The World Whiskies Awards 2019 – the winners

6 Comments on The World Whiskies Awards 2019 – the winners

World Whiskies Awards 2019

The 2019 whisky season has officially started: Whisky Live London kicks off today and last night saw the announcement of the winners of the World Whiskies Awards 2019. While we’ve known who won medals for a couple of months, last night’s dinner and ceremony was all about calling out the best of the best – the whiskies that were top in their countries and categories.

The World’s Best Single Malt

The top of the World Whiskies Awards tree is World’s Best Single Malt. Unlike some whisky awards, the WWAs have been embracing the first W of their name since almost the very beginning, with the World’s Best Single Malt bouncing around the world, although Scotland and Japan have very much been the most popular countries. However, this year (if my memory serves) is the first where Ireland has picked up the award – congratulations go to Teeling 24 Year Old Vintage Reserve.

Teeling 24 Year Old

The Irish single malts of the first half of the 1990s have been wowing for the last couple of years. At the time, only Bushmills and Cooley were making single malt, and the general opinion is that most of the whiskey that has been appearing these days is from Bushmills, and the tasting notes for the Teeling 24 Year Old suggest it’s from the same pedigree. A worthy winner.

More thoughts

While watching the awards being announced, a few more stood out as being interesting.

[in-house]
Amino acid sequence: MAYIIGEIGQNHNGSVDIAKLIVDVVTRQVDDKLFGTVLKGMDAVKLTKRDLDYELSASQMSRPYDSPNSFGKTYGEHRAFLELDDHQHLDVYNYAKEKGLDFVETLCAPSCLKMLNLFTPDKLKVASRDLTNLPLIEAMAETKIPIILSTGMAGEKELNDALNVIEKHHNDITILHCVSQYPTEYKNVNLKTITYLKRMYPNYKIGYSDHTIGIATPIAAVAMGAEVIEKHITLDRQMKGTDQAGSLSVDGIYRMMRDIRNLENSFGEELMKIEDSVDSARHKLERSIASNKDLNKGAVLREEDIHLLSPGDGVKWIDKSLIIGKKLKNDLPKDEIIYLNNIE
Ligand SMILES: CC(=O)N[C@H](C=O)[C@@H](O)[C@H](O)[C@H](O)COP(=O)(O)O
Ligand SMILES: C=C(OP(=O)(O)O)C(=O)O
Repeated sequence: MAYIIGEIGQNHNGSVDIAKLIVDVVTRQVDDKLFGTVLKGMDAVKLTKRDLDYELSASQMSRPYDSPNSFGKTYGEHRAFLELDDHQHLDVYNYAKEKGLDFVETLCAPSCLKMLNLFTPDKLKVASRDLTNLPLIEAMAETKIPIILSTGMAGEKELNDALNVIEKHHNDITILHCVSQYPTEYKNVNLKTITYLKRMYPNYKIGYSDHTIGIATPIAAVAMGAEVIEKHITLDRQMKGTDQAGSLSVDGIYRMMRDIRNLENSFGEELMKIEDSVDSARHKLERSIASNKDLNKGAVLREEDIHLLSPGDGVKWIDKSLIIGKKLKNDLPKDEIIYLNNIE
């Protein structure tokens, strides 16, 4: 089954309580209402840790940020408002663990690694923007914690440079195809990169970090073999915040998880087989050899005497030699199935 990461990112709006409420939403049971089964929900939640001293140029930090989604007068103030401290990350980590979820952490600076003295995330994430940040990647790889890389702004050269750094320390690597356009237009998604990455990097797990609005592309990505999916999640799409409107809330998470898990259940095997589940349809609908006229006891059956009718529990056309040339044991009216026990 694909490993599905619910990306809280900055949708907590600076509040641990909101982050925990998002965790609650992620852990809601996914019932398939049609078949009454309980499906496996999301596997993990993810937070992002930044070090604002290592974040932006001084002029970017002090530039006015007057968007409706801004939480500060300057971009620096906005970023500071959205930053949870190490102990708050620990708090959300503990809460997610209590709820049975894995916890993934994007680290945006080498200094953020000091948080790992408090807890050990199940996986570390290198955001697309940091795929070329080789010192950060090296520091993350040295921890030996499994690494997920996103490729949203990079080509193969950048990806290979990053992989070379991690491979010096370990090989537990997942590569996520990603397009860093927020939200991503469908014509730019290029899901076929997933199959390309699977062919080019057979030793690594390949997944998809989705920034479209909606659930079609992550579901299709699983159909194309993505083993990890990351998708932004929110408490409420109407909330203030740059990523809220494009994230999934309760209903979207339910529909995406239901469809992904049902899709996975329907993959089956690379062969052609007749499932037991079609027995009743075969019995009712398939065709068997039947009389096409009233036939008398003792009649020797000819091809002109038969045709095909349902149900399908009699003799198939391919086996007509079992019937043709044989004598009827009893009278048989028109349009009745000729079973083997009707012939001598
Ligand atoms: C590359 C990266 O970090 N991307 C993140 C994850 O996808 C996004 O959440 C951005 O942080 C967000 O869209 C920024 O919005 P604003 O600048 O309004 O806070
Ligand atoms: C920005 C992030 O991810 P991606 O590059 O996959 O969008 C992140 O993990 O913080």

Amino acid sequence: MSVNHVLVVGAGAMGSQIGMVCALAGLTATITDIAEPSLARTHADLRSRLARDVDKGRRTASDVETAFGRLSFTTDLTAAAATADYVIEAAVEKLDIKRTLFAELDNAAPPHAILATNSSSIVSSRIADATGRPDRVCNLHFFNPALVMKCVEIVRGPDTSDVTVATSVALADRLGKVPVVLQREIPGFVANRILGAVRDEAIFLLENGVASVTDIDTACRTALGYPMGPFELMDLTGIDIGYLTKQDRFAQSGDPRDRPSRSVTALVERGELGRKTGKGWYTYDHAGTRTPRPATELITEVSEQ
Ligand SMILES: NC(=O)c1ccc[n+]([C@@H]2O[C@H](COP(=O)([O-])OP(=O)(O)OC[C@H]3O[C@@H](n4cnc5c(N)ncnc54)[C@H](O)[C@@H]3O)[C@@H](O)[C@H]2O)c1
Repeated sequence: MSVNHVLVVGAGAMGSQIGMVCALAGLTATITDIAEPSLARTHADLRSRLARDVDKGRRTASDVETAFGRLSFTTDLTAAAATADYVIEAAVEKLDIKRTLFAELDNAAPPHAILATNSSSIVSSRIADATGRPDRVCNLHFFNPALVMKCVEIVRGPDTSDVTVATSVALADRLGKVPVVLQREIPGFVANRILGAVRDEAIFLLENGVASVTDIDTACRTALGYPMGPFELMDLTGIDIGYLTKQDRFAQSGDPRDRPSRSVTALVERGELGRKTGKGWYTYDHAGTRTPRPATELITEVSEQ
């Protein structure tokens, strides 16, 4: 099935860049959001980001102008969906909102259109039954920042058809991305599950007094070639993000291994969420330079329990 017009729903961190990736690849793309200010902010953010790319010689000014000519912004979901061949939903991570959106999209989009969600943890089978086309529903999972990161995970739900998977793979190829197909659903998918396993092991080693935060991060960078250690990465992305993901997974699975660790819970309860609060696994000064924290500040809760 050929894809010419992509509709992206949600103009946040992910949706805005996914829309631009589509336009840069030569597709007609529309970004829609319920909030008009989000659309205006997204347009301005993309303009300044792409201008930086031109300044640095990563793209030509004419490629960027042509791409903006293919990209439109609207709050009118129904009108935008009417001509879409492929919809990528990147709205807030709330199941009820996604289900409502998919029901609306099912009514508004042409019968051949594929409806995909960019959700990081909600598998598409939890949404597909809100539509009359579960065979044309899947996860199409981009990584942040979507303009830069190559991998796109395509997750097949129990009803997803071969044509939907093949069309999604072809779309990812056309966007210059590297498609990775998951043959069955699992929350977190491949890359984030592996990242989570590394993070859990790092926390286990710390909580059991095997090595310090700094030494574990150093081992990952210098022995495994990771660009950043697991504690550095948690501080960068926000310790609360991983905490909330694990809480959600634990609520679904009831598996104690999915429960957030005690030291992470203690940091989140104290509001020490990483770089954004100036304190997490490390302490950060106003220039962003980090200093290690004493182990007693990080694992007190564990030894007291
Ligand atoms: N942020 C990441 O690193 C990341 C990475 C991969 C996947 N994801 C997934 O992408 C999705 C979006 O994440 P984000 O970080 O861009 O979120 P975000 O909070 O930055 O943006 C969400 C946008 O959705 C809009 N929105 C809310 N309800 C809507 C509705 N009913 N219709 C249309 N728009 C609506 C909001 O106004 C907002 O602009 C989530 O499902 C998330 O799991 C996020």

World’s Best RyeStork Club Straight Rye: a German rye? A relatively recent international release, this continues the WWA’s tradition of overturning traditional country stereotypes – Zuidam’s Millstone Dutch rye has picked up the award before, and last year an American whiskey was named Best Pot Still, despite few people realising that anyone else but Ireland was producing Pot Still whiskey.

Best Scotch LowlandsAilsa Bay Sweet Smoke 1.2: Ailsa Bay may be a big distillery that produces huge amounts of malt for William Grant’s blended whiskies, but this award, and the rest of the praise heaped on both Sweet Smoke and the inaugural release, show that being big doesn’t stop you making great whisky.

Best Egyptian – Devlin: another country to add to my list of whisky producers. Unsurprisingly, I’d not heard of Devlin’s whisky before the first round of the awards were announced, but it is now firmly on my to-find list.

Best EnglishCotswolds Founder’s Choice: a year and a bit after its first release and Cotswolds has already risen to the top of the increasingly big English whisky heap. The Founder’s Reserve is an interesting whisky, showcasing the distillery’s STR casks – shaved, toasted and recharred wine casks, a type much-loved by the late Jim Swan, distilling consultant extraordinaire and creator of the Cotswolds style – a punchy type of cask that can overpower whisky when not managed correctly. As the award shows, despite the distillery’s relative youth, Cotswolds know how to make good whisky.